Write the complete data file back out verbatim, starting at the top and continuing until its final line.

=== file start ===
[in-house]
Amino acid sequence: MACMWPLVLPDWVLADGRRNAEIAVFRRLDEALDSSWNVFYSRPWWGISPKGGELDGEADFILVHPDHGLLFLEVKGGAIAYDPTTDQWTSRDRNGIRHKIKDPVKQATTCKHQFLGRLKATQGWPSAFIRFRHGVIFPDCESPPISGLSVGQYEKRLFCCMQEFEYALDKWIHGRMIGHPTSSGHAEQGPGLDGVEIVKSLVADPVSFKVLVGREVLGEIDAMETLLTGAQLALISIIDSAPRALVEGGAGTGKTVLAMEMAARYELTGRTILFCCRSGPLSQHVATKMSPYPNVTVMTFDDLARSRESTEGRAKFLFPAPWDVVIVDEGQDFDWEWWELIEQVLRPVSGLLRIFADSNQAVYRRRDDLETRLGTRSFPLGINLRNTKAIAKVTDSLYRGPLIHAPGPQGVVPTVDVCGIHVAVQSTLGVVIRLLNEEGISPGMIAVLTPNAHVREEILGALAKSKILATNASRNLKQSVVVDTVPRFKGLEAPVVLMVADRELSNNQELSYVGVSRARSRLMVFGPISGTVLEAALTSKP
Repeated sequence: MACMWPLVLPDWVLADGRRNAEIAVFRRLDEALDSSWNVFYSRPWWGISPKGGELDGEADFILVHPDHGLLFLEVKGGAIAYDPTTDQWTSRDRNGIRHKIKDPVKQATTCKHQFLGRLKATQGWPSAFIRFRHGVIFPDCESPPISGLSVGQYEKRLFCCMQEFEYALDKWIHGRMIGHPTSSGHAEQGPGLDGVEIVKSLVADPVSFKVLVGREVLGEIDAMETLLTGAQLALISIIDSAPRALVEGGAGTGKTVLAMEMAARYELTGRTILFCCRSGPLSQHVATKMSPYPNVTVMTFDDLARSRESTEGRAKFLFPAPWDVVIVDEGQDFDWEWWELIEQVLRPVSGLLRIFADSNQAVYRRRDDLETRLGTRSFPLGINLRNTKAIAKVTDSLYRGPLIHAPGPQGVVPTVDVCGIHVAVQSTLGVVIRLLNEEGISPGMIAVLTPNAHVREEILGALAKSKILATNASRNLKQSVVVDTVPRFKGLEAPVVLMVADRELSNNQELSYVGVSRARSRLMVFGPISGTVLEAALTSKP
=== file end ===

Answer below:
[in-house]
Amino acid sequence: MACMWPLVLPDWVLADGRRNAEIAVFRRLDEALDSSWNVFYSRPWWGISPKGGELDGEADFILVHPDHGLLFLEVKGGAIAYDPTTDQWTSRDRNGIRHKIKDPVKQATTCKHQFLGRLKATQGWPSAFIRFRHGVIFPDCESPPISGLSVGQYEKRLFCCMQEFEYALDKWIHGRMIGHPTSSGHAEQGPGLDGVEIVKSLVADPVSFKVLVGREVLGEIDAMETLLTGAQLALISIIDSAPRALVEGGAGTGKTVLAMEMAARYELTGRTILFCCRSGPLSQHVATKMSPYPNVTVMTFDDLARSRESTEGRAKFLFPAPWDVVIVDEGQDFDWEWWELIEQVLRPVSGLLRIFADSNQAVYRRRDDLETRLGTRSFPLGINLRNTKAIAKVTDSLYRGPLIHAPGPQGVVPTVDVCGIHVAVQSTLGVVIRLLNEEGISPGMIAVLTPNAHVREEILGALAKSKILATNASRNLKQSVVVDTVPRFKGLEAPVVLMVADRELSNNQELSYVGVSRARSRLMVFGPISGTVLEAALTSKP
Repeated sequence: MACMWPLVLPDWVLADGRRNAEIAVFRRLDEALDSSWNVFYSRPWWGISPKGGELDGEADFILVHPDHGLLFLEVKGGAIAYDPTTDQWTSRDRNGIRHKIKDPVKQATTCKHQFLGRLKATQGWPSAFIRFRHGVIFPDCESPPISGLSVGQYEKRLFCCMQEFEYALDKWIHGRMIGHPTSSGHAEQGPGLDGVEIVKSLVADPVSFKVLVGREVLGEIDAMETLLTGAQLALISIIDSAPRALVEGGAGTGKTVLAMEMAARYELTGRTILFCCRSGPLSQHVATKMSPYPNVTVMTFDDLARSRESTEGRAKFLFPAPWDVVIVDEGQDFDWEWWELIEQVLRPVSGLLRIFADSNQAVYRRRDDLETRLGTRSFPLGINLRNTKAIAKVTDSLYRGPLIHAPGPQGVVPTVDVCGIHVAVQSTLGVVIRLLNEEGISPGMIAVLTPNAHVREEILGALAKSKILATNASRNLKQSVVVDTVPRFKGLEAPVVLMVADRELSNNQELSYVGVSRARSRLMVFGPISGTVLEAALTSKP